Rapid identification and antimicrobial-drug resistance of nontuberculous mycobacteria from
post-operative chronic non-healing wound patients at tertiary care centre in northern India
A.K. Singh*, T.N. Dhole, A.K. Maurya, R.S.K. Marak, A.K. Singh, M. Kumar, J. Umrao, R. Singh, R.
Garg, S. Kant (Lucknow, IN)
Objectives: Mycobacterium tuberculosis complex and nontuberculous mycobacteria (NTM) may or
may not have same clinical presentations, but the treatment regimens are always different. Previous
few reports suggest that the prevalence of NTM has increased particularly in post-operative patients,
but population-based data to substantiate this are still lacking. The present study aimed to evaluate
the clinical utility of the novel GenoType® Mycobacterium Common Mycobacterial/Additional Species
(CM/AS) assay for rapid identification of NTM, their risk factors and antimicrobial drug resistance
among clinical isolates of chronic non-healing wound cases at a tertiary care hospital in Northern
Methods: We conducted a prospective clinico-microbiological analysis of all the patients of having
chronic nonhealing post-operative wound infections from January 2009-October 2012. Discharging
pus/drains were processed for Ziehl-Neelsen staining, culture by BacT/ALERT® MP and simultaneous
identification from clinical specimens by GenoType® CM/AS assay (Hain Lifescience, Nehren,
Germany). Antimicrobial sensitivity testing was performed only for rapidly growing mycobacteria
(RGM) by broth microdilution method using CLSI guideline.
Results: We identified 208 patients who presented or referred to our centre with chronic non healing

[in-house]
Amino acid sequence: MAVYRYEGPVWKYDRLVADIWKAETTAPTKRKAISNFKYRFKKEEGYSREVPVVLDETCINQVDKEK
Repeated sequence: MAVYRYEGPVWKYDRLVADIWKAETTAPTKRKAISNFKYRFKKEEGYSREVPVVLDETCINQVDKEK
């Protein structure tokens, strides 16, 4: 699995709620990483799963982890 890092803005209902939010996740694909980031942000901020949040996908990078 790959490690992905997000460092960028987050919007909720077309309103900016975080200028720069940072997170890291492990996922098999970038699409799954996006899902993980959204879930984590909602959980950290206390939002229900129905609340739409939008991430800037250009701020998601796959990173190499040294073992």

wound with suspected NTM infection. Among these a total of 41 (19.7%) NTMs were isolated; and
identified as Mycobacterium fortuitum (36.6%) the most common species followed by M. ulcerans
(14.6%). These types of infection caused by NTMs was significantly higher in patients who had
operated with laparoscope (80.5%) and in age group >20-40 years (63.4%) [p<0.05]. Resistance to
doxycycline (39.3%), cefoxitin (25.0%), linezolid (21.4%), ciprofloxacin (21.4%), co-trimoxazole
(17.9%), clarithromycin (17.9%), ceftriaxone (14.3%), amikacin (10.7%) and imipenem (7.1%) were
higher among 28/41 (68.3%) RGM tested.
Conclusion: We found NTM was frequently isolated (19.7%) from post-operative chronic non-healing
wound cases and represented a true infection. The most common species and risk factor associated
with NTM was M. fortuitum (36.6%) and use of laparoscope during surgeries respectively (80.5%;
p<0.05). The most common resistance was seen with doxycycline (39.3%) and cefoxitin (25.0%)
among RGM. The GenoType® assay makes rapid and accurate identification of NTM even directly
from clinical specimens for the definitive management of these NTM infections.
Fluid-Management Strategies in Acute Lung Injury To the Editor: The results of the Fluid and more ventilator-free days and 2.7 more ICU-free Catheter Treatment Trial (FACTT) conducted by days at day 28.1 The investigators’ conclusions the National Heart, Lung, and Blood Institute regarding the management of ARDS with restric- Acute Respiratory Distress Syndrome (ARDS) Clin- tive fluids an
Richard Gill ª Analytical, energetic and innovative pharmaceutical industry professional with over 20 years operational and compliance experience. ª Highly successful corporate team player. ª Process-oriented leader with exceptional logical, problem-solving and organizational ª Direct, clear communicator with ability to communicate at all levels of an organization. Expertise: ª